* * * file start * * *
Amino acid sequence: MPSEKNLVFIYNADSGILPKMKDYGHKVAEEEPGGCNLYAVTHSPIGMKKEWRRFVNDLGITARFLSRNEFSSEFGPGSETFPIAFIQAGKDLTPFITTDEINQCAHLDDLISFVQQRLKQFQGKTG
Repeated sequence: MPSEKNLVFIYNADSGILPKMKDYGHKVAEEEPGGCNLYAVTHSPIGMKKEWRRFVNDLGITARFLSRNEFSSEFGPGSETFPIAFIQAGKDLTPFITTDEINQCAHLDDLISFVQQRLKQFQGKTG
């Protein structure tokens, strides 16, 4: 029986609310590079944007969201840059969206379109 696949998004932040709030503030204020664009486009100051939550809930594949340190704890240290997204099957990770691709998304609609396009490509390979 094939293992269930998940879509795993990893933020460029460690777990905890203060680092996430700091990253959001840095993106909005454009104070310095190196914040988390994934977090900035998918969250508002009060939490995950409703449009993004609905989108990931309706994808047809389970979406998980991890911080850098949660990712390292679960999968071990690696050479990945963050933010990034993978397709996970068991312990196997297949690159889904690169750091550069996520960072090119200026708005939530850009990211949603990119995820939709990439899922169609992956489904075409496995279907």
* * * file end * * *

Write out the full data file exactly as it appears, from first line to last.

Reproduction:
Amino acid sequence: MPSEKNLVFIYNADSGILPKMKDYGHKVAEEEPGGCNLYAVTHSPIGMKKEWRRFVNDLGITARFLSRNEFSSEFGPGSETFPIAFIQAGKDLTPFITTDEINQCAHLDDLISFVQQRLKQFQGKTG
Repeated sequence: MPSEKNLVFIYNADSGILPKMKDYGHKVAEEEPGGCNLYAVTHSPIGMKKEWRRFVNDLGITARFLSRNEFSSEFGPGSETFPIAFIQAGKDLTPFITTDEINQCAHLDDLISFVQQRLKQFQGKTG
């Protein structure tokens, strides 16, 4: 029986609310590079944007969201840059969206379109 696949998004932040709030503030204020664009486009100051939550809930594949340190704890240290997204099957990770691709998304609609396009490509390979 094939293992269930998940879509795993990893933020460029460690777990905890203060680092996430700091990253959001840095993106909005454009104070310095190196914040988390994934977090900035998918969250508002009060939490995950409703449009993004609905989108990931309706994808047809389970979406998980991890911080850098949660990712390292679960999968071990690696050479990945963050933010990034993978397709996970068991312990196997297949690159889904690169750091550069996520960072090119200026708005939530850009990211949603990119995820939709990439899922169609992956489904075409496995279907």